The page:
If Lamar Jackson is going to make his first NFL start on Sunday, he's certainly not acting like it's any big deal.
Cool and confident, as always, Jackson fielded more than a dozen questions Wednesday about his preparedness, development and nerves. The most emotion he showed was saying it would be "awesome" to start.
"I'm prepared each and every day, going through my reps each and every day," Jackson said. "It's not different. No difference at all."
Jackson said it's the coaches' decision on who would play Sunday – whether it's Flacco if his hip feels well enough, veteran backup Robert Griffin III or himself. If it's him, Jackson said, "I'd be very prepared," but did admit he'd be a tad nervous.
"I feel I would [be nervous] at first if I'm out there," Jackson admitted. "But after the ball is snapped, it's on."
So is he ready?
Jackson's effect as an occasional change-of-pace runner and decoy has been positive so far this season. He has the second-most rushing yards (139) on the team and his 5.0 yards per carry is 1.3 yards better than top running back Alex Collins.
But starting a game would be a much different assignment, presumably requiring a lot more throwing. Jackson has attempted just 12 passes in nine games so far this season, completing seven for 87 yards and a touchdown.
The last time Jackson started a game was in the preseason finale, when he showed his gradual improvement over the five preseason games. He finished the preseason with a 50 percent completion rate and 77.3 quarterback rating with three touchdowns and one interception.
He had already come a long way from the rookie who threw a fair number of wobbly passes and had a lot of difficulty calling the plays in practice when he first arrived. And since then, he's made more and more progress behind the scenes. Jackson said his greatest improvements have been in calling plays, and he explained his early accuracy issues.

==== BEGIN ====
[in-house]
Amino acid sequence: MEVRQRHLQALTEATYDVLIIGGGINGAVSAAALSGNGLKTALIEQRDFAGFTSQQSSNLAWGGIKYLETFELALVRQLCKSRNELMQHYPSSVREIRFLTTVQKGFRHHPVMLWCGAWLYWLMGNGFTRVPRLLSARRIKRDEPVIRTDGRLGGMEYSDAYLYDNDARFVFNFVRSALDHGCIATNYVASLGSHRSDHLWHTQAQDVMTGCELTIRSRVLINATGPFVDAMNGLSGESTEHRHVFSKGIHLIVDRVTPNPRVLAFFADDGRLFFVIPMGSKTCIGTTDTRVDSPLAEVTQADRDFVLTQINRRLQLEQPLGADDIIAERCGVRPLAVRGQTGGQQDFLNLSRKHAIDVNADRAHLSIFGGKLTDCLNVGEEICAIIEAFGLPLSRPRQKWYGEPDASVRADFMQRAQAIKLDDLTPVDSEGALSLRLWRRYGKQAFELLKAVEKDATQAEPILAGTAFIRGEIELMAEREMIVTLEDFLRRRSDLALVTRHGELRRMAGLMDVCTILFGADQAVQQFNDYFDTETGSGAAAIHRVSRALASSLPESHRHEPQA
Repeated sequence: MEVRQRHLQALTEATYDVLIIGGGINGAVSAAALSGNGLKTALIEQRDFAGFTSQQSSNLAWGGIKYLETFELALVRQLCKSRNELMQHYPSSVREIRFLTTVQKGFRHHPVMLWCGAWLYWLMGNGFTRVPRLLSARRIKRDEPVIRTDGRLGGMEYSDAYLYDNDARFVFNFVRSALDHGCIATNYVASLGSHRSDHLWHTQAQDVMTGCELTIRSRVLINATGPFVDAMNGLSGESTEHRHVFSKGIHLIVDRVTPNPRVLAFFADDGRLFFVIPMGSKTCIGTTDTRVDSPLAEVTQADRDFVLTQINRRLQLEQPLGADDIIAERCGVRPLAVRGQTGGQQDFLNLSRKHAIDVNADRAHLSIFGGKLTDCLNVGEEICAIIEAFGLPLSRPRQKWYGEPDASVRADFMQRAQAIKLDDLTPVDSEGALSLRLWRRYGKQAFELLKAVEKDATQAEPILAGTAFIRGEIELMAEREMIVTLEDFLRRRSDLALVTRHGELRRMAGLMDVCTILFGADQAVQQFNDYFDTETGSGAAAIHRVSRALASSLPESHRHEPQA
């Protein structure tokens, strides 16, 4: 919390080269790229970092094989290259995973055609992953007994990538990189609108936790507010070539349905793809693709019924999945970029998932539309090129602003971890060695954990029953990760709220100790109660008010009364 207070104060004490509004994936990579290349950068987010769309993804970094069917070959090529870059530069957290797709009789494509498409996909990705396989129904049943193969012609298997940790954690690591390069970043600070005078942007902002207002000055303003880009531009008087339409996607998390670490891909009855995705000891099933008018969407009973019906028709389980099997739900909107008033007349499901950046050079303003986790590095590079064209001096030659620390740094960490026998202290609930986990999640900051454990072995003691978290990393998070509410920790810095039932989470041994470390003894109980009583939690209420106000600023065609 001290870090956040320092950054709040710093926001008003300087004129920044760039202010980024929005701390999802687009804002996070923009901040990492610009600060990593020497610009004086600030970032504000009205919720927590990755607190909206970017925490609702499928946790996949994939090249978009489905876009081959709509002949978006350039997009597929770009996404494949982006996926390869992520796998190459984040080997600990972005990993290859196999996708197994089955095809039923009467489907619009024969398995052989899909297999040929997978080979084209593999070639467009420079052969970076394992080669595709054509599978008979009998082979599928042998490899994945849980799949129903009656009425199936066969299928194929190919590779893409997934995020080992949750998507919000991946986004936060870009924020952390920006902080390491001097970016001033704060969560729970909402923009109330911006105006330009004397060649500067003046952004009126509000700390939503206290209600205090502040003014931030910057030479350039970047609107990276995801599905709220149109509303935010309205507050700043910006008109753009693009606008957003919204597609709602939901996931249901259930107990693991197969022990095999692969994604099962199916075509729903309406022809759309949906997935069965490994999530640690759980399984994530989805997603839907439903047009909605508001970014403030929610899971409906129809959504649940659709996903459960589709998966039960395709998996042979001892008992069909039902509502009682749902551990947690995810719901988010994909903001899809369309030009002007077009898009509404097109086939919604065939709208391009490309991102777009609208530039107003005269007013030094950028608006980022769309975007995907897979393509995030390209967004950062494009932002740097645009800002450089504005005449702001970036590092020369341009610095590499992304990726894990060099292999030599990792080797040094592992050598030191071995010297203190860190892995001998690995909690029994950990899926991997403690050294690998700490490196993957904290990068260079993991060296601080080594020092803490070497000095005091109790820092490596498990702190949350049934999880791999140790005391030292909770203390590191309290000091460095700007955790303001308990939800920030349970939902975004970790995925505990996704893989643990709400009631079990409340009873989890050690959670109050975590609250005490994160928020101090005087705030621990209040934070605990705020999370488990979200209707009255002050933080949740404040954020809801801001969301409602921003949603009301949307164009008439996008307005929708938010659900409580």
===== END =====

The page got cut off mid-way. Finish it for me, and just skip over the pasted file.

"My balls were horrible," Jackson said. "I was throwing a lot of ducks. I was getting accustomed to that ball, that's all. It's different from college to the NFL pigskin."
Head Coach John Harbaugh, and Quarterbacks Coach James Urban last week, both said Jackson has made a lot of improvement in throwing the ball and being more consistent with his mechanics. He's become more comfortable in the scheme and reading defenses.
"Tremendous development," Harbaugh said. "He's working every day, right through training camp, right through the season, at practice, and then extra after practice, meetings. [He's a] very diligent, very smart, very aware quarterback. I think he sees the game well, and … in practice, he looks good."
Cornerback Marlon Humphrey added that Jackson is even faster on the field than what he expected after watching the college highlights and stressed that the toughest part of a cornerback's job is when a quarterback scrambles and extends plays. Jackson would bring a different element, and challenge, to opposing defenses.
"The thing that people don't really see as much is that he can throw the football pretty well – especially when he scrambles and things like that," Humphrey said.
Wide receiver Willie Snead IV said Jackson has more confidence in the scheme and in what he's seeing on the field. He has gained a better feel for his teammates, developed a rapport and trust.
"He's just being a ballplayer now," Snead said. "I think once he has the scheme and everything around him under wraps, then you'll see the playmaker come out of him. It's exciting to see."
Jackson is the only first-round rookie quarterback who has yet to make a start, following the Browns' Baker Mayfield, Jets' Sam Darnold, Bills' Josh Allen and Cardinals' Josh Rosen. Jackson, the 2016 Heisman Trophy winner, said he can sense Baltimore's eagerness to see what he can do.
"I feel something," Jackson said. "People are saying stuff on their [social media] pictures. I'd be excited too."
More important than fans' excitement (no offense) would be the trust of Jackson's teammates. Asked whether he felt he had it, Jackson said "absolutely."
"[Marshal] Yanda would have said something already [if I didn't]," Jackson added. "You have to have trust with your guys, your guys believing in you, to put points on the board. That would be my job if I'm out there."
Jackson's teammates also aren't tipping their hand on who could be under center. And they, of course, expressed confidence in whoever it is. But there was a sense of intrigue about the possibility of the explosive, playmaking former rookie getting a shot.
"If Joe's in there, we're ready with Joe. You've seen what we can do with Joe," Snead IV said. "And if Lamar's in there, everybody is ready to see what Lamar can do."